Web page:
A challenging case: A German shepherd with a decreasing appetite and azotemia - Veterinary Medicine
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A challenging case: A German shepherd with a decreasing appetite and azotemia
Obtaining samples by using ultrasound guidance and re-reviewing results helped these clinicians identify a rare and easily overlooked disease.


VETERINARY MEDICINE



Figure 3. A photomicrograph of a renal core biopsy sample showing septate hyphae with roughly parallel walls and occasional branching (Grocott-Gomori methenamine-silver nitrate stain; 400X; bar = 50 μm).
After 25 days, Paecilomyces species was identified on the fungal culture (inhibitory mold agar) of the pyelocentesis-collected urine sample. Histologic samples were then re-reviewed, and some morphologic features of the hyphae were noted to be indicative of Paecilomyces species rather than Aspergillus species. These included some nondichotomous branching, generally narrow diameters (most often 3 μm), and slight tapers or bulges in some areas of the hyphae (i.e. focal absence of parallel walls).1

Discussion

Paecilomyces species are found in soil and decaying vegetation worldwide. The genus Paecilomyces has mycelia that have broad, branching, septate hyphae with characteristic phialides swollen at the base. Colony size, color, and rate of growth vary among species.2 Members of this genus are often encountered in clinical microbiology laboratories as contaminants. Nevertheless, many cases have been reported in which the role of this fungus as a pathogen has been clearly demonstrated. These infections are referred to as paecilomycosis (a subtype of the hyalohyphomycosis group).

Disseminated paecilomycosis has been reported in dogs, a cat, rats, reptiles, a rhesus monkey, horses, and people.2-18 Additionally, Paecilomyces species are among the many emerging causative agents of opportunistic mycoses in immunocompromised people (most commonly associated with cutaneous infections, catheter-related fungemia, sinusitis). Most published case reports of paecilomycosis among otherwise healthy, nonimmunocompromised people have been infections involving the cornea, prosthetic lens implants, lacrimal sacs, maxillary sinuses, prosthetic mitral and aortic valves, the skin, and the peritoneum.2,17,18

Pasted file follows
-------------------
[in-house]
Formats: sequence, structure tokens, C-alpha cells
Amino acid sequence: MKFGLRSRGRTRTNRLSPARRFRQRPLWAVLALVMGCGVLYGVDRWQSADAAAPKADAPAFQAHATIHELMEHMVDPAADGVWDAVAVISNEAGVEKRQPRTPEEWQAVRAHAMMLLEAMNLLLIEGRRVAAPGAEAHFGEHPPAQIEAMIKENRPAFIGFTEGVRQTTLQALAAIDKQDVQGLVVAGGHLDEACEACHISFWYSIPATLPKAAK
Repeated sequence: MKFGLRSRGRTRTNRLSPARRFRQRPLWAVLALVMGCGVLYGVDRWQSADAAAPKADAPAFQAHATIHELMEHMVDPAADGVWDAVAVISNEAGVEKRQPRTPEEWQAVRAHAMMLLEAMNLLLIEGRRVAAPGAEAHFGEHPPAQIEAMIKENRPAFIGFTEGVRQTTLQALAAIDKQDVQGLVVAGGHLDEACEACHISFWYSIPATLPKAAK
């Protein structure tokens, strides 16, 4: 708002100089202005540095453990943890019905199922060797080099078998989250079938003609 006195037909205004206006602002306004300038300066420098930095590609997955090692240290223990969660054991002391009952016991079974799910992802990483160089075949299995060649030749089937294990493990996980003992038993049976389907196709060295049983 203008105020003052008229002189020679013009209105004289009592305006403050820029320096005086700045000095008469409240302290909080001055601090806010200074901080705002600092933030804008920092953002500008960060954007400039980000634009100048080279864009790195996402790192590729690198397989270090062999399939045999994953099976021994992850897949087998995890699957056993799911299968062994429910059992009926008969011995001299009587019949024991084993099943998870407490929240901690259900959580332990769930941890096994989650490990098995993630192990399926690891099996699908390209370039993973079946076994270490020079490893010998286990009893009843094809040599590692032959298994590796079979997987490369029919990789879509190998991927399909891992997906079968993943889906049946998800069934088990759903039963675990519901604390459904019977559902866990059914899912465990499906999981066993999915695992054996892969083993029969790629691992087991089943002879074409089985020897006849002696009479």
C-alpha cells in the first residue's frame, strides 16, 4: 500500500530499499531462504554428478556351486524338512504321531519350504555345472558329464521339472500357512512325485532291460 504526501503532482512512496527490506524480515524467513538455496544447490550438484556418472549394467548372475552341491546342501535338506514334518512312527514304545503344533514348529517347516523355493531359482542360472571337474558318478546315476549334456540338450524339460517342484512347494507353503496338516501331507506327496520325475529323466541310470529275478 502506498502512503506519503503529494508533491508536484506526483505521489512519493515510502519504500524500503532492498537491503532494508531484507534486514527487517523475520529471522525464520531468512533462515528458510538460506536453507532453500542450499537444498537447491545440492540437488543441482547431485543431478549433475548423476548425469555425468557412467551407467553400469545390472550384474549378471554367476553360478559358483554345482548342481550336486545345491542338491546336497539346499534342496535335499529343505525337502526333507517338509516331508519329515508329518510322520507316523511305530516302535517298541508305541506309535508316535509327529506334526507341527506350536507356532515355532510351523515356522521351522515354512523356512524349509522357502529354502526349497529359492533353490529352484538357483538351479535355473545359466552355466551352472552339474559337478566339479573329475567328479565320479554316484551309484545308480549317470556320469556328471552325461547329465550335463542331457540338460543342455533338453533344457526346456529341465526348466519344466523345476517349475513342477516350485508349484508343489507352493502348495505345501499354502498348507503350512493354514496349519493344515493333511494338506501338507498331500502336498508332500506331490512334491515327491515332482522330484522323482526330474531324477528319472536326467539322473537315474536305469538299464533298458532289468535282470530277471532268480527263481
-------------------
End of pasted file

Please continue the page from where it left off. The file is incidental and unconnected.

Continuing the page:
In the veterinary literature, paecilomycosis most commonly affects dogs, with the disease typically manifesting as a systemically disseminated form or as diskospondylitis.3-11,16 In some animals, localized cutaneous disease is the only clinical sign of occult disseminated disease.3,12 The German shepherd is the breed most commonly affected with paecilomycosis or other systemic mycosis.15,19 Adult female dogs make up more than 90% of the reported cases of paecilomycosis in dogs.16 The areas most commonly involved in disseminated paecilomycosis are intervertebral disks, the liver, the spleen, visceral or peripheral lymph nodes (e.g. pancreatic, iliac, inguinal, renal, hepatic, mesenteric, sublumbar, cranial mediastinal, hilar, peritracheal, prescapular, and popliteal), and the kidneys.11

Paecilomyces species infection has been reported in two cats. One cat presented with local skin lesions that progressed into disseminated paecilomycosis after two months. This cat was treated with ketoconazole for three months without success.12 The second cat was 5 years old and had localized recurrent cutaneous infections of the left metacarpal region and upper lip. The cat was successfully treated with multiple excisions of the affected cutaneous tissues, débridement of surrounding tissues, and postoperative treatment with itraconazole.13

The location of the primary lesion in systemic paecilomycosis is not usually determined in animals. The authors of previously reported cases suspected cutaneous or mucosal wounds.3,5-7,9-12 The fungus can spread to different locations and progress slowly. Our patient had a history of skin allergies. It had been treated with prednisone and desensitization injections. It is possible that the prednisone and desensitization predisposed the dog to Paecilomyces species colonization. However, the route of entry of the fungus in our patient is unknown.


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Source: VETERINARY MEDICINE,
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